England v West Indies, 2nd Test, Edgbaston, 1st day July 29, 2004

Age concerns

Roving Reporter by Hugh Chevallier at Edgbaston
Roving Reporter at Edgbaston

Marcus Trescothick: off to a quick start © Getty Images

Spectators queuing to get into Edgbaston this morning - the Heathrow-style frisking and bag-checks ensured there were still plenty patiently grilling under a decidedly warm sun at 10.15 - at least had the distraction of the New Orleans Echoes Brass Band.

They were a very pleasant outfit playing Dixieland standards, and to their rhythms a lady clad in fishnets and (unseasonable) fur was gently cavorting. Nearby, those who had negotiated the airport security were taking a punt with Paddy Power on who would end the Test with most runs. Others had got in the first round of the day and were already contemplating a second pint of Fosters.

In contrast, the Cadbury's stall and, despite the sun, the ice-cream stand had barely a customer. A glance at the age of the spectators offered an explanation. Where were the kids? Yes, the Eric Hollies Stand housed a crèche - sorry, "Pride Side Den" - of 50 or 60 children, but there were very few others.

While the play in the middle early on resembled Twenty20 cricket, with Marcus Trescothick and Andrew Strauss zipping along at more than five an over against some wayward bowling, the clientele around the boundary were a different breed.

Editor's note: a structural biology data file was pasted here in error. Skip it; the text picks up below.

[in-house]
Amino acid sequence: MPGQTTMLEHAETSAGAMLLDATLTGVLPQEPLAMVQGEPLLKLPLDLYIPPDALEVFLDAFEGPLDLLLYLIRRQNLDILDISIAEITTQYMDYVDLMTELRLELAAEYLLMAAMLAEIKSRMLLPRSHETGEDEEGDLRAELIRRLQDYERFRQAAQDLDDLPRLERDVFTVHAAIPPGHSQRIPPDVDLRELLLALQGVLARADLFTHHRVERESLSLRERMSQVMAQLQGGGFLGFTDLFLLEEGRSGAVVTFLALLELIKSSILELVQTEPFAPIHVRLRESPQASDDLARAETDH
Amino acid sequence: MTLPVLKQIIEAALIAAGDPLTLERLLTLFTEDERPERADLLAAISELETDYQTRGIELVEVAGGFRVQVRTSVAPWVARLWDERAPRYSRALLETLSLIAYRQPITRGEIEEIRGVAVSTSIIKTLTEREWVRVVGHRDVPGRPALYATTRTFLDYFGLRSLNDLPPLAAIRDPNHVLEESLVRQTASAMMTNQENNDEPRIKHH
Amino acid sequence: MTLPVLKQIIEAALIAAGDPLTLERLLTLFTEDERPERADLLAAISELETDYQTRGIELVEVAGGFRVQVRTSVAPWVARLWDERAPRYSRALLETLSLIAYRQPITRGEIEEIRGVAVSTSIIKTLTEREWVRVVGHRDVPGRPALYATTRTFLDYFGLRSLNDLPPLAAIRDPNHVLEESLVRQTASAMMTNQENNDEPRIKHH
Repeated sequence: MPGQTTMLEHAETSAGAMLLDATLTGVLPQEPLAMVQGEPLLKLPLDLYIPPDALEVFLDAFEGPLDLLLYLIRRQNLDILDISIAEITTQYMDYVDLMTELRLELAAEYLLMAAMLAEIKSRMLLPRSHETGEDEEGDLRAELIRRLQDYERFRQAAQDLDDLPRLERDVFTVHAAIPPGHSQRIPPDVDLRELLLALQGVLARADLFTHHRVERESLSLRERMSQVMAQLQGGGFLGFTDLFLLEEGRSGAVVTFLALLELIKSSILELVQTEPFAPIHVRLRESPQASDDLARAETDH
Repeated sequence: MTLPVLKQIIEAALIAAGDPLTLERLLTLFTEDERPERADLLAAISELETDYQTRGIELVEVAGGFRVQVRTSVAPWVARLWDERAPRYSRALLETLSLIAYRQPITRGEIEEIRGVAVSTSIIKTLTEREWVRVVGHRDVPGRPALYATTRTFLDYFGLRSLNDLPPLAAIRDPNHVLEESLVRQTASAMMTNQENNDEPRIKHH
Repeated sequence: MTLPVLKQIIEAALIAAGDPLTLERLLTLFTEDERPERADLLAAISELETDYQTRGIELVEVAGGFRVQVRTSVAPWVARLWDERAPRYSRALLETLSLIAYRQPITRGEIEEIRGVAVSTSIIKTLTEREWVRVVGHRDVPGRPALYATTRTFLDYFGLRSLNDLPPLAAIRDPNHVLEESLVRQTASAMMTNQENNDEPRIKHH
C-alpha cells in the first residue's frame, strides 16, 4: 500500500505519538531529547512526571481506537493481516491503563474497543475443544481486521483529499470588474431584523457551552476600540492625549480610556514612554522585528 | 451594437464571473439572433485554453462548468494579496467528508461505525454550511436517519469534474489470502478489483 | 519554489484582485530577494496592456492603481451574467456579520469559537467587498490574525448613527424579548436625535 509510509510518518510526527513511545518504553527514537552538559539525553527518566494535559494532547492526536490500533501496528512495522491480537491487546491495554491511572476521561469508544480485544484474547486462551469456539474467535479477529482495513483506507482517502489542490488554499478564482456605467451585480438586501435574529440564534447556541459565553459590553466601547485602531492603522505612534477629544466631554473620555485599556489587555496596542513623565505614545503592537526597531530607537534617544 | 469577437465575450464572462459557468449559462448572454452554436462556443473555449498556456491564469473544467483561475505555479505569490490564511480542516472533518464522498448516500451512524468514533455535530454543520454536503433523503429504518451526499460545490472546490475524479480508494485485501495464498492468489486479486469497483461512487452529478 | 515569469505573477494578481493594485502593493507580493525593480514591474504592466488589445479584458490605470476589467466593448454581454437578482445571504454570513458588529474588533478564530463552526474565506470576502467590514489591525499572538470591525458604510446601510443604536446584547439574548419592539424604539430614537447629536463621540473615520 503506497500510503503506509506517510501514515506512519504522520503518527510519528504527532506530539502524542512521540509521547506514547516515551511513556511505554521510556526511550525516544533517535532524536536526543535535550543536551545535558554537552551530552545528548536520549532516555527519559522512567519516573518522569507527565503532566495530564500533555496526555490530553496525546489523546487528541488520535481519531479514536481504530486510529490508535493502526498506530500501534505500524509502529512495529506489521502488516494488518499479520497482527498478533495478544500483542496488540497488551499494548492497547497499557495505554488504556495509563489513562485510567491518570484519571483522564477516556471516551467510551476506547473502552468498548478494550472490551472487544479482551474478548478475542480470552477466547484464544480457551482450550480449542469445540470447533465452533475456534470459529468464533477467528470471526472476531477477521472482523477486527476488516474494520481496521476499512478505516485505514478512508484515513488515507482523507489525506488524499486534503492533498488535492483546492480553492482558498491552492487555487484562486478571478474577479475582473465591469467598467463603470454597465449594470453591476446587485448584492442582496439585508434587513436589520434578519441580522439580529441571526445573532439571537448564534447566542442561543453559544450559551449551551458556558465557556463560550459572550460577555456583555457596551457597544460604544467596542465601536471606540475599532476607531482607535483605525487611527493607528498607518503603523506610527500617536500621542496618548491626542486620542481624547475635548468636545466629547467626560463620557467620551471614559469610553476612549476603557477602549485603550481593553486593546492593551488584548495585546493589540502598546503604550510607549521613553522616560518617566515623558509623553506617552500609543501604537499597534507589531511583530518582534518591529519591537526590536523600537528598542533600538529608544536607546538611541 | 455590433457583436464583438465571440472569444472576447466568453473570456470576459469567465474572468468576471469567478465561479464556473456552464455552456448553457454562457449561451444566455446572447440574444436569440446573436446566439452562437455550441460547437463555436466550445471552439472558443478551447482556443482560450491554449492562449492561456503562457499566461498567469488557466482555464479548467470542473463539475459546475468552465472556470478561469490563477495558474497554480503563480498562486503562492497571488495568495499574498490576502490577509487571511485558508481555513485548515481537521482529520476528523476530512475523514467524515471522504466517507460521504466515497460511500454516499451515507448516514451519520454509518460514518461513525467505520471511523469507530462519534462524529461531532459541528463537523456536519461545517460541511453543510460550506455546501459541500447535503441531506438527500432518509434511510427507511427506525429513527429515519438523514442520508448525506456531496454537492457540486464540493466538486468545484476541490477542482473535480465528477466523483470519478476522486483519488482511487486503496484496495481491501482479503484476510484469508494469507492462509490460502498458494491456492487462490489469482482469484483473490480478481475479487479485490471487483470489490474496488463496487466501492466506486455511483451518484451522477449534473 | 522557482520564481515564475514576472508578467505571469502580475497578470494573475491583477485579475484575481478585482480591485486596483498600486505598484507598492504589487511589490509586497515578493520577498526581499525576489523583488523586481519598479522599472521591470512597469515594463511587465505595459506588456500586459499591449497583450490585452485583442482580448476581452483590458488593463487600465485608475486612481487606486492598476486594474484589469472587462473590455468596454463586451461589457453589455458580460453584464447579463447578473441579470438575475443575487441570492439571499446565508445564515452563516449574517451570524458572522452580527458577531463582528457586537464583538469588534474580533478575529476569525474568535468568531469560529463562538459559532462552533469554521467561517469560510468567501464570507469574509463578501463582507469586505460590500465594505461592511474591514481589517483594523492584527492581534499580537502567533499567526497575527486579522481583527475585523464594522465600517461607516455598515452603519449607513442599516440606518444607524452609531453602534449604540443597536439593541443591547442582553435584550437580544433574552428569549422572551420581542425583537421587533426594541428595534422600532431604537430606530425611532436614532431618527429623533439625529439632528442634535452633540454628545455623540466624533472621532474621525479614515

Few would advocate the introduction of fairground attractions and face-painting tents to the Test arena, but the absence of children at the beginning of the summer holidays must be a worry. Even those that were here seemed to be humouring their middle-aged fathers. One balding dad was certainly taking far more interest in buying his son a miniature bat than his son was at receiving it.

But the ground was fullish, and Friday and Saturday are both sold out, so where's the problem? Well, like the gently cavorting dancer, a second glance reveals another story. She, a discreet inspection revealed, turns out to be as mature as the average age of the crowd, and most of her dancing days probably lie in the past rather than the future.

Twenty20 has made huge strides towards gaining a new audience for cricket, but as yet there's no certainty that those who have caught the cricket bug are up for bigger doses. The good news is, more of the coruscating batting we saw at Lord's and they are surely bound to come. In the meantime, it's probably best to celebrate all those who do come - children, men with receding hair, gamblers, lager-drinkers and dancers (of all ages).

Hugh Chevallier is deputy editor of Wisden Cricketers' Almanack.